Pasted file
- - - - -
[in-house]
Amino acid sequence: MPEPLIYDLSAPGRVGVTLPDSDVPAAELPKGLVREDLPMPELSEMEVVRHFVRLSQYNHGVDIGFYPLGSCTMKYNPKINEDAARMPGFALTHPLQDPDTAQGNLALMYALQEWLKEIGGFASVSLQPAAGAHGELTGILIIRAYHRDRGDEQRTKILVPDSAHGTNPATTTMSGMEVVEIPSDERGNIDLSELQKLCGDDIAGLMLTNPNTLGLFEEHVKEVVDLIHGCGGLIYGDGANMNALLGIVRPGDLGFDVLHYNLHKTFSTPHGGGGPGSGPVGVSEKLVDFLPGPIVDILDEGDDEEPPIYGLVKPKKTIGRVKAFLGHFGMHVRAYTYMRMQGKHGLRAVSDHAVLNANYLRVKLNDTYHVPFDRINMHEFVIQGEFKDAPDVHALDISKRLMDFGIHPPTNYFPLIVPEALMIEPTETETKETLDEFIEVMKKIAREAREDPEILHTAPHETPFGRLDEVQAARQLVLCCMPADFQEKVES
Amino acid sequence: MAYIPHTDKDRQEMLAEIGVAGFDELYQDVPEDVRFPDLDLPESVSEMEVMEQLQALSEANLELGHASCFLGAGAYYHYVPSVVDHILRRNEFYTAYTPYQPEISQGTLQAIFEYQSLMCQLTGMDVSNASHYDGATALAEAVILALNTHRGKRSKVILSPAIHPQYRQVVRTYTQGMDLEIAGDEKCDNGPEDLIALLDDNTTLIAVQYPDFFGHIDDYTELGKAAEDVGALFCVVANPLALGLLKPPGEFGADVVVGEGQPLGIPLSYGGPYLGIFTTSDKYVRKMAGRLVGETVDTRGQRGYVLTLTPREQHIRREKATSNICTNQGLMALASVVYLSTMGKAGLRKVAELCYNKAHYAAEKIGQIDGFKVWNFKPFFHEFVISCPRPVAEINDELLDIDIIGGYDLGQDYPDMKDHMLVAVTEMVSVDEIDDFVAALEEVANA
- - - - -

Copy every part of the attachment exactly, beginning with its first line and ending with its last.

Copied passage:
[in-house]
Amino acid sequence: MPEPLIYDLSAPGRVGVTLPDSDVPAAELPKGLVREDLPMPELSEMEVVRHFVRLSQYNHGVDIGFYPLGSCTMKYNPKINEDAARMPGFALTHPLQDPDTAQGNLALMYALQEWLKEIGGFASVSLQPAAGAHGELTGILIIRAYHRDRGDEQRTKILVPDSAHGTNPATTTMSGMEVVEIPSDERGNIDLSELQKLCGDDIAGLMLTNPNTLGLFEEHVKEVVDLIHGCGGLIYGDGANMNALLGIVRPGDLGFDVLHYNLHKTFSTPHGGGGPGSGPVGVSEKLVDFLPGPIVDILDEGDDEEPPIYGLVKPKKTIGRVKAFLGHFGMHVRAYTYMRMQGKHGLRAVSDHAVLNANYLRVKLNDTYHVPFDRINMHEFVIQGEFKDAPDVHALDISKRLMDFGIHPPTNYFPLIVPEALMIEPTETETKETLDEFIEVMKKIAREAREDPEILHTAPHETPFGRLDEVQAARQLVLCCMPADFQEKVES
Amino acid sequence: MAYIPHTDKDRQEMLAEIGVAGFDELYQDVPEDVRFPDLDLPESVSEMEVMEQLQALSEANLELGHASCFLGAGAYYHYVPSVVDHILRRNEFYTAYTPYQPEISQGTLQAIFEYQSLMCQLTGMDVSNASHYDGATALAEAVILALNTHRGKRSKVILSPAIHPQYRQVVRTYTQGMDLEIAGDEKCDNGPEDLIALLDDNTTLIAVQYPDFFGHIDDYTELGKAAEDVGALFCVVANPLALGLLKPPGEFGADVVVGEGQPLGIPLSYGGPYLGIFTTSDKYVRKMAGRLVGETVDTRGQRGYVLTLTPREQHIRREKATSNICTNQGLMALASVVYLSTMGKAGLRKVAELCYNKAHYAAEKIGQIDGFKVWNFKPFFHEFVISCPRPVAEINDELLDIDIIGGYDLGQDYPDMKDHMLVAVTEMVSVDEIDDFVAALEEVANA